Efficiency Through Innovations.

Today’s most efficient way of illuminating and lighting is undoubtedly LED. When compared with older lighting technologies such as Incandescent, Halogen and CFL bulbs, you will find that LED is by far the most energy saving and smart solution.

The pace at which LED technology is growing is truly incredible, although they’ve now been around for many years, today’s LED technology has completely changed lighting as we know it. We’ll be the first to admit that the process hasn’t always been consumer friendly, and we’ve compiled this guide to help you understand how any why you can benefit from making the switch.


LEDs (light-emitting diodes) are a type of electronic light source.

LEDs are different from conventional light sources such as incandescent and halogen lamps. They last much longer, consume far less energy and emit very little heat. They are highly durable and do not feature fragile elements such as glass tubes or filaments; they are also safer because they do not contain any mercury or lead. LED bulbs are now available in the most common light fittings, including GU10, B22, E27 and MR16.


LED Bulbs use up to 90% less energy than an incandescent or halogen bulb of equivalent brightness. LEDs are far more efficient at converting electricity, measured in watts, into light, measured in lumens. As such, a typical 4 watt LED bulb can easily achieve a light output comparable to a 50 watt halogen, sometimes higher due to its high lumen to watt ratio.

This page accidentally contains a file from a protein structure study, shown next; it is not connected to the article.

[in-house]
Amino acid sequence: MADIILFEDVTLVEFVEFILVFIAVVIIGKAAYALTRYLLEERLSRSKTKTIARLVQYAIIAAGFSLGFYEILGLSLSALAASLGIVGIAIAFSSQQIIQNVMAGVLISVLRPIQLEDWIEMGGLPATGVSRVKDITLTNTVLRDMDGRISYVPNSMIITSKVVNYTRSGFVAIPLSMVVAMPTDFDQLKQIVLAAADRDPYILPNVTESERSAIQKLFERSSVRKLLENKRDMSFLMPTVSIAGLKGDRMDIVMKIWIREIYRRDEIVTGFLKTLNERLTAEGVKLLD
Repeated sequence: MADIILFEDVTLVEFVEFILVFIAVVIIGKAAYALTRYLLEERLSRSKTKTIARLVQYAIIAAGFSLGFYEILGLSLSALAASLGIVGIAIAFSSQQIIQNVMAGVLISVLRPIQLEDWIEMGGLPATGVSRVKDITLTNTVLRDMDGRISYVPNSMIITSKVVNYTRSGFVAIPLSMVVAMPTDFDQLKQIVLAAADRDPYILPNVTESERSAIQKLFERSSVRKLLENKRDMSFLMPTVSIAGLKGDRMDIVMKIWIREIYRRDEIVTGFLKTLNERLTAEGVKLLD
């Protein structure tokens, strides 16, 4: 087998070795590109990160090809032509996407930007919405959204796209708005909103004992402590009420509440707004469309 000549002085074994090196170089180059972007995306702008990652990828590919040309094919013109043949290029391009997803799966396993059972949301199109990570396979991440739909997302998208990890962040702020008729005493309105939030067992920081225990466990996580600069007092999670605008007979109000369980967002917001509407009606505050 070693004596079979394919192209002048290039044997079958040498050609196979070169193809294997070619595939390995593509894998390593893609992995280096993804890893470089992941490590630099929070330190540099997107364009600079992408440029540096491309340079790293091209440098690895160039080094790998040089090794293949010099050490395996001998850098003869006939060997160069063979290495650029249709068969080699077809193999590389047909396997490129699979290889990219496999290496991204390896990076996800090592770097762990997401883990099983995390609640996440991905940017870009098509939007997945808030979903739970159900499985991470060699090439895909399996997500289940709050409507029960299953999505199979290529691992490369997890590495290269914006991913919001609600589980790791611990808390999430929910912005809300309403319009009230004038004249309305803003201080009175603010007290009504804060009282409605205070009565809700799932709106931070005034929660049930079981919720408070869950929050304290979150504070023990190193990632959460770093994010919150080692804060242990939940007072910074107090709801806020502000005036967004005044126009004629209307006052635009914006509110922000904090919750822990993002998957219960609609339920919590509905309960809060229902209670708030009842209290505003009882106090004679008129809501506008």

One of the biggest benefits of using LED is its outstanding life time expectation due to very efficient thermal management, LED Bulbs are able to remove heat through heat sinks to help prolong the life expectancy of the bulb by slowing down lumen depreciation. A well-built LED with good thermal management should last up to 50,000 hours. Be wary of retailers making exaggerated claims about the life expectancy of their products.


The brightness of a bulb is measured in lumens (Lm), the higher the number of lumens, the brighter the bulb. Despite using very low wattages, LEDs are able to emit the same brightness as traditional light sources. To make things easier, most retailers quote an equivalent incandescent wattage so consumers can replace their lights and keep the same brightness.

You used to look for wattage when buying new light bulbs, but wattage only measures energy use. Because energy efficient bulbs use considerably fewer watts, we now use lumens, which measure brightness, to select new bulbs.